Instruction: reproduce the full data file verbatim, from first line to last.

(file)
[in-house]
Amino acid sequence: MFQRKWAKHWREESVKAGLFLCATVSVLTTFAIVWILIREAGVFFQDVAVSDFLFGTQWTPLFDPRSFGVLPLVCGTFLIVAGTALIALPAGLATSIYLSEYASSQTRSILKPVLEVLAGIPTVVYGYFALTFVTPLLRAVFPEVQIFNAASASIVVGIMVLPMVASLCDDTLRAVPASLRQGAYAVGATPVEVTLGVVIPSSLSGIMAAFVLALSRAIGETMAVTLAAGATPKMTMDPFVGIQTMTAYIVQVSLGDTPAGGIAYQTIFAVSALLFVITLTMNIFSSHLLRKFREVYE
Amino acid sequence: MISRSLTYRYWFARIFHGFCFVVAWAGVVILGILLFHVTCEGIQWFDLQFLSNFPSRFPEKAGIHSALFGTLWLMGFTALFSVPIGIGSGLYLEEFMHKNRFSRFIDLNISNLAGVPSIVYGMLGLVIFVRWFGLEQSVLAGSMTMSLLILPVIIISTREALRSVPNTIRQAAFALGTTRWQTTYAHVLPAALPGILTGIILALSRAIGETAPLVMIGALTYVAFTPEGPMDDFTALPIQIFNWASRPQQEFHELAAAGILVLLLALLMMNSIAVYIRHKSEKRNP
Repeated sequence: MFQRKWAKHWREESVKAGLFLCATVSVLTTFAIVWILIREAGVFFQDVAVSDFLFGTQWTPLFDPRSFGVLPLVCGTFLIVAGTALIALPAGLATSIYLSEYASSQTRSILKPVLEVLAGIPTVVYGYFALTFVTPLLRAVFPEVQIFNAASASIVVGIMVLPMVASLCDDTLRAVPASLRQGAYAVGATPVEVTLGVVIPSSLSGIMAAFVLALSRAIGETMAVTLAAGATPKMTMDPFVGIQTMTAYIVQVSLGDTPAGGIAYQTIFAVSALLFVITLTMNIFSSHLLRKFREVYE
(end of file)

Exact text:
[in-house]
Amino acid sequence: MFQRKWAKHWREESVKAGLFLCATVSVLTTFAIVWILIREAGVFFQDVAVSDFLFGTQWTPLFDPRSFGVLPLVCGTFLIVAGTALIALPAGLATSIYLSEYASSQTRSILKPVLEVLAGIPTVVYGYFALTFVTPLLRAVFPEVQIFNAASASIVVGIMVLPMVASLCDDTLRAVPASLRQGAYAVGATPVEVTLGVVIPSSLSGIMAAFVLALSRAIGETMAVTLAAGATPKMTMDPFVGIQTMTAYIVQVSLGDTPAGGIAYQTIFAVSALLFVITLTMNIFSSHLLRKFREVYE
Amino acid sequence: MISRSLTYRYWFARIFHGFCFVVAWAGVVILGILLFHVTCEGIQWFDLQFLSNFPSRFPEKAGIHSALFGTLWLMGFTALFSVPIGIGSGLYLEEFMHKNRFSRFIDLNISNLAGVPSIVYGMLGLVIFVRWFGLEQSVLAGSMTMSLLILPVIIISTREALRSVPNTIRQAAFALGTTRWQTTYAHVLPAALPGILTGIILALSRAIGETAPLVMIGALTYVAFTPEGPMDDFTALPIQIFNWASRPQQEFHELAAAGILVLLLALLMMNSIAVYIRHKSEKRNP
Repeated sequence: MFQRKWAKHWREESVKAGLFLCATVSVLTTFAIVWILIREAGVFFQDVAVSDFLFGTQWTPLFDPRSFGVLPLVCGTFLIVAGTALIALPAGLATSIYLSEYASSQTRSILKPVLEVLAGIPTVVYGYFALTFVTPLLRAVFPEVQIFNAASASIVVGIMVLPMVASLCDDTLRAVPASLRQGAYAVGATPVEVTLGVVIPSSLSGIMAAFVLALSRAIGETMAVTLAAGATPKMTMDPFVGIQTMTAYIVQVSLGDTPAGGIAYQTIFAVSALLFVITLTMNIFSSHLLRKFREVYE